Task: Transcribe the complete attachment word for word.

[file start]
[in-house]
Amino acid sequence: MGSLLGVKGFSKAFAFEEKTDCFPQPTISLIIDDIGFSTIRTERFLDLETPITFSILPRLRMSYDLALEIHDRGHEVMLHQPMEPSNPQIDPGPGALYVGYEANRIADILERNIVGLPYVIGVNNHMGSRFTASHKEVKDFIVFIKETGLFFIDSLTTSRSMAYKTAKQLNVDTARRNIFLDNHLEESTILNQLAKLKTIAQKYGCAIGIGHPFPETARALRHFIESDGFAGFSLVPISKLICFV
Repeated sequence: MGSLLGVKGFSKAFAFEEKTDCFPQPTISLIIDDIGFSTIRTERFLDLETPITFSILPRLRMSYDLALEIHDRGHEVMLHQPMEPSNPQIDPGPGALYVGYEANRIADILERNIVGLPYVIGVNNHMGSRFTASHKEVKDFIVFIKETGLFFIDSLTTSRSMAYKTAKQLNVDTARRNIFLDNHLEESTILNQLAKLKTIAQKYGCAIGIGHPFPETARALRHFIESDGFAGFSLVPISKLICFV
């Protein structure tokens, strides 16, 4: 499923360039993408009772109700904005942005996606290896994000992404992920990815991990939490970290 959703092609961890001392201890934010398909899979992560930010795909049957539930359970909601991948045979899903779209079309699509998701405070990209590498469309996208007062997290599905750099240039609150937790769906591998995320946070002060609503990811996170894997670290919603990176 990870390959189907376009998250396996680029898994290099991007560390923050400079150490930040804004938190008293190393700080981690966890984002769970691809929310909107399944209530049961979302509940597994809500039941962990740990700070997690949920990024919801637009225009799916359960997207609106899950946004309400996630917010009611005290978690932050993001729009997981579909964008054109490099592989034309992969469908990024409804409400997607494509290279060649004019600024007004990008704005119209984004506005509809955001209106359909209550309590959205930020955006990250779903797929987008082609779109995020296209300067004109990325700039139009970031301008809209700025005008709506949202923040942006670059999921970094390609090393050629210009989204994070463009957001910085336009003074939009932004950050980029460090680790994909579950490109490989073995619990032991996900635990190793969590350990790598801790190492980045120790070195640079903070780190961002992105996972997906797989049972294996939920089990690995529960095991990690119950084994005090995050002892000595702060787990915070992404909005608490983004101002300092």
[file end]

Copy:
[in-house]
Amino acid sequence: MGSLLGVKGFSKAFAFEEKTDCFPQPTISLIIDDIGFSTIRTERFLDLETPITFSILPRLRMSYDLALEIHDRGHEVMLHQPMEPSNPQIDPGPGALYVGYEANRIADILERNIVGLPYVIGVNNHMGSRFTASHKEVKDFIVFIKETGLFFIDSLTTSRSMAYKTAKQLNVDTARRNIFLDNHLEESTILNQLAKLKTIAQKYGCAIGIGHPFPETARALRHFIESDGFAGFSLVPISKLICFV
Repeated sequence: MGSLLGVKGFSKAFAFEEKTDCFPQPTISLIIDDIGFSTIRTERFLDLETPITFSILPRLRMSYDLALEIHDRGHEVMLHQPMEPSNPQIDPGPGALYVGYEANRIADILERNIVGLPYVIGVNNHMGSRFTASHKEVKDFIVFIKETGLFFIDSLTTSRSMAYKTAKQLNVDTARRNIFLDNHLEESTILNQLAKLKTIAQKYGCAIGIGHPFPETARALRHFIESDGFAGFSLVPISKLICFV
């Protein structure tokens, strides 16, 4: 499923360039993408009772109700904005942005996606290896994000992404992920990815991990939490970290 959703092609961890001392201890934010398909899979992560930010795909049957539930359970909601991948045979899903779209079309699509998701405070990209590498469309996208007062997290599905750099240039609150937790769906591998995320946070002060609503990811996170894997670290919603990176 990870390959189907376009998250396996680029898994290099991007560390923050400079150490930040804004938190008293190393700080981690966890984002769970691809929310909107399944209530049961979302509940597994809500039941962990740990700070997690949920990024919801637009225009799916359960997207609106899950946004309400996630917010009611005290978690932050993001729009997981579909964008054109490099592989034309992969469908990024409804409400997607494509290279060649004019600024007004990008704005119209984004506005509809955001209106359909209550309590959205930020955006990250779903797929987008082609779109995020296209300067004109990325700039139009970031301008809209700025005008709506949202923040942006670059999921970094390609090393050629210009989204994070463009957001910085336009003074939009932004950050980029460090680790994909579950490109490989073995619990032991996900635990190793969590350990790598801790190492980045120790070195640079903070780190961002992105996972997906797989049972294996939920089990690995529960095991990690119950084994005090995050002892000595702060787990915070992404909005608490983004101002300092």